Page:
It’s the Christmas season, and this means that religious people will be inundated with images of baby Jesus nestled in the lap of his mother, the Virgin Mary. For pregnant women, Mary can be an intimidating role model. Not only did she get pregnant without even trying and remain a virgin for the rest of her life, according to tradition she did not experience any pain during childbirth. And, despite delivering a child without a midwife, anesthetic, or even a bed, she is consistently shown serenely embracing her child without a hair out of place. Kate Middleton’s postpartum photographs look positively disheveled by comparison.
Many of the images of the Virgin depict her suckling her newborn infant. It’s an image that can also obscure the emotionally and physically painful difficulties that many new mothers have when nursing children. And apparently it isn’t a model for all Catholic women. A new study published in the BMJ Global Health journal reveals that in Ireland, breast-feeding rates are higher in areas where there are fewer Roman Catholics. Ireland has notoriously low breast-feeding rates in general: Recent statistics show that only 56 percent of Irish women breast-feed, and that that number drops to 50 percent by the time an infant is six months old. Compare this to the almost 90 percent rate of women nursing their children in Canada.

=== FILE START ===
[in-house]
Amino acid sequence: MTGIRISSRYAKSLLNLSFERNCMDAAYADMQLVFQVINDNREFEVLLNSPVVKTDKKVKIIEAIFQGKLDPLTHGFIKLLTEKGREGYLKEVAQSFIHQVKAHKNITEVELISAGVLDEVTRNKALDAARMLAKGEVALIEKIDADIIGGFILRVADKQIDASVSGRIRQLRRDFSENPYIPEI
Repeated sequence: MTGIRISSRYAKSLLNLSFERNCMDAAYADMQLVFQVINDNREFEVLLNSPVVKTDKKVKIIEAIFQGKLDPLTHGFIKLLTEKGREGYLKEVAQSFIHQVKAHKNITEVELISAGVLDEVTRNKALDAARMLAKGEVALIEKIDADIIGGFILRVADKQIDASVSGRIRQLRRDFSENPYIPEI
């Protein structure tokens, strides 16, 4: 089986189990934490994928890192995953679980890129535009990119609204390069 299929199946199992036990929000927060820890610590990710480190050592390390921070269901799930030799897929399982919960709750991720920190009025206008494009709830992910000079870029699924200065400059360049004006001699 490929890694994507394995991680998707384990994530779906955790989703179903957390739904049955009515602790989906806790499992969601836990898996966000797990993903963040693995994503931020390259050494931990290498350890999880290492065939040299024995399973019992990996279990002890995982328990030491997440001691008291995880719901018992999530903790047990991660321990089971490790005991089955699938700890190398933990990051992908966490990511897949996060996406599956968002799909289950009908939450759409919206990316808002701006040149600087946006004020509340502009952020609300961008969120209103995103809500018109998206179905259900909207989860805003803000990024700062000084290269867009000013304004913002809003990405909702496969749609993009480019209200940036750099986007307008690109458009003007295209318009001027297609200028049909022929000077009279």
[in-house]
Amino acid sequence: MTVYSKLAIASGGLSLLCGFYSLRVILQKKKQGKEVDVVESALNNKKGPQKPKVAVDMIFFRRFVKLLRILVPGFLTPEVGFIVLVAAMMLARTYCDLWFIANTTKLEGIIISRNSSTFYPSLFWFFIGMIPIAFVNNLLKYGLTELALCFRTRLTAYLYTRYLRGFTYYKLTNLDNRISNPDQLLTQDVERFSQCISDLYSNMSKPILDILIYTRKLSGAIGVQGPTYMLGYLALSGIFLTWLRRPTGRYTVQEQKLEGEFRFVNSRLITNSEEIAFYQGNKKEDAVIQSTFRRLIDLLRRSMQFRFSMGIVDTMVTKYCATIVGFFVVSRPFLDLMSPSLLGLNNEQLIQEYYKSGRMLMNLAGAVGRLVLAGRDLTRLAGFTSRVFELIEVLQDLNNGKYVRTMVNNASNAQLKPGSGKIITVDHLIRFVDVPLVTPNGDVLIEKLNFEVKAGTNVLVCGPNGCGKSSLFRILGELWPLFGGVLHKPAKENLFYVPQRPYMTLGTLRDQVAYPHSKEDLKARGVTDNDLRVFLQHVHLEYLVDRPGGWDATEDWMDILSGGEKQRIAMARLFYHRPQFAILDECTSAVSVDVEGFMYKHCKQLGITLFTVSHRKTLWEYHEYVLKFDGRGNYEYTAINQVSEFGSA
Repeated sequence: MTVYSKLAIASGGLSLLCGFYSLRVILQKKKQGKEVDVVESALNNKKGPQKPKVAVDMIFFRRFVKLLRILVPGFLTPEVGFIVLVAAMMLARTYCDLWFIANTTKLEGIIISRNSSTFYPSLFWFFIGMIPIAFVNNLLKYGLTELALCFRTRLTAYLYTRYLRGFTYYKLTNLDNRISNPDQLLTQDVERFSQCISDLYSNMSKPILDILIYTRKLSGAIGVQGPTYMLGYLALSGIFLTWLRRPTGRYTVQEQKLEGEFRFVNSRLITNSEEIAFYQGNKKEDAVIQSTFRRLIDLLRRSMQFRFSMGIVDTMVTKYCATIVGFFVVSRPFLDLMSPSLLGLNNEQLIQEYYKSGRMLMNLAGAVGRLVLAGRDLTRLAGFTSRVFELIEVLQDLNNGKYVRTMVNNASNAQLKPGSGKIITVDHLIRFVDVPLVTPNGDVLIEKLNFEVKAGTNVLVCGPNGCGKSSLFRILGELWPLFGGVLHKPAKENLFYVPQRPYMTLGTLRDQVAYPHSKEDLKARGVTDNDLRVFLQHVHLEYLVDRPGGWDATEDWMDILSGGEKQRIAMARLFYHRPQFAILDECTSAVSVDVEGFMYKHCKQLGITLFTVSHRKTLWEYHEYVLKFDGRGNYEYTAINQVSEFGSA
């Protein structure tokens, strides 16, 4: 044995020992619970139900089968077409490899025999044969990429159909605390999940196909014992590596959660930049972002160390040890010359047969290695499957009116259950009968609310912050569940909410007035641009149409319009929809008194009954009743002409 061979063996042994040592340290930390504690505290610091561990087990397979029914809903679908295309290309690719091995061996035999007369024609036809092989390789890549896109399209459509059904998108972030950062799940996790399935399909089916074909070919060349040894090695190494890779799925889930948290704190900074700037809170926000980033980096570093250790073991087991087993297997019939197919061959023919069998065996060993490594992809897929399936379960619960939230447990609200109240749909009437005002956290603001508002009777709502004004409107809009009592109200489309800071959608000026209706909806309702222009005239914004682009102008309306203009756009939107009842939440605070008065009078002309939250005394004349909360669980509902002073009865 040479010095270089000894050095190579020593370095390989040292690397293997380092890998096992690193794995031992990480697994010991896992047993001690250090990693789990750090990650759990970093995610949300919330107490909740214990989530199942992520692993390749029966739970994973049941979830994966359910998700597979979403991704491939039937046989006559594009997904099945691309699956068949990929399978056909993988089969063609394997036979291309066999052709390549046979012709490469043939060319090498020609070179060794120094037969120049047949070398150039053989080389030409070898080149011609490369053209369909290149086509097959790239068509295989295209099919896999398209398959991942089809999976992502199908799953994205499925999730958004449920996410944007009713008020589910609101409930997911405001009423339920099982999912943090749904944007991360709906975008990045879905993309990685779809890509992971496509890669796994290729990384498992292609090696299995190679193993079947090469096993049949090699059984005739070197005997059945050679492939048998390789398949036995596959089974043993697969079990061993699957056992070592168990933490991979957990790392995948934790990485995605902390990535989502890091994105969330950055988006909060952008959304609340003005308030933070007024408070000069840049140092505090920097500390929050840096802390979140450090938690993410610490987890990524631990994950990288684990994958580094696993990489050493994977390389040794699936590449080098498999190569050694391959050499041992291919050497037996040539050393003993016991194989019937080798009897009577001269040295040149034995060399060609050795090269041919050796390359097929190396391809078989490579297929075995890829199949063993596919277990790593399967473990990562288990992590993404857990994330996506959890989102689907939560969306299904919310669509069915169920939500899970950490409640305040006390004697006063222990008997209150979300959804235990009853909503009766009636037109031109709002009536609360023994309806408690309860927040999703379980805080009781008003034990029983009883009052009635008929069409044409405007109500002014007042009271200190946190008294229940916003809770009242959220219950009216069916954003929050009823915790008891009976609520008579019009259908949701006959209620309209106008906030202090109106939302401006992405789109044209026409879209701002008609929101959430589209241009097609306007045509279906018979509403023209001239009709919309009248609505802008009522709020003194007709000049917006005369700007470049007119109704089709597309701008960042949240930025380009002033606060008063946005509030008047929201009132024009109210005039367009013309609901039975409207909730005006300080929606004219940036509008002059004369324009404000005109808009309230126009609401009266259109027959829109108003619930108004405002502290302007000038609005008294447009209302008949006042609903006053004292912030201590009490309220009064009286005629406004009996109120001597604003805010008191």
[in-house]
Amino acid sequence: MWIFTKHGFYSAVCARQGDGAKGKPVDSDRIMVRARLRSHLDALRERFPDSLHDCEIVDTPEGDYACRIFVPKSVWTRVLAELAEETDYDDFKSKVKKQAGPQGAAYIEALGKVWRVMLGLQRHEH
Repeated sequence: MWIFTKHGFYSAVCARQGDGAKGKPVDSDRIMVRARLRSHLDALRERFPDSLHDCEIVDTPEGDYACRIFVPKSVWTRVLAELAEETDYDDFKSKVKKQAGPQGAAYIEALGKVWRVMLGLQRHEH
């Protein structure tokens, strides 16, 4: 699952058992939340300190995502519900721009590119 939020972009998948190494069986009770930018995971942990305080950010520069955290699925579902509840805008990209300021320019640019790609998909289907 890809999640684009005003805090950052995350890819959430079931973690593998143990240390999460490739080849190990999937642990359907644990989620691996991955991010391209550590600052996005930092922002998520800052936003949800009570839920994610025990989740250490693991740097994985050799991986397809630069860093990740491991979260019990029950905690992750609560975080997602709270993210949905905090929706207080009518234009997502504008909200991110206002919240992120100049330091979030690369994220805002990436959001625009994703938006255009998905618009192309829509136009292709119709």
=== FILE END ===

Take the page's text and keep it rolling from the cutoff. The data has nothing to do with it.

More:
Dr. Jonathan Bernard, a lead author on the study, in part attributed the causes of the discrepancy to religious culture. He told the Irish Times, “According to our findings, the large cultural influence of Roman Catholicism in Ireland may act as an underlying cause that can explain, at least partly, why Ireland reached such a low rate in the 1970s and why since, despite health policies, the rate increase hasn’t been faster relative to other Western countries.” Cultural forces, he explained, can affect whether and why women breast-feed.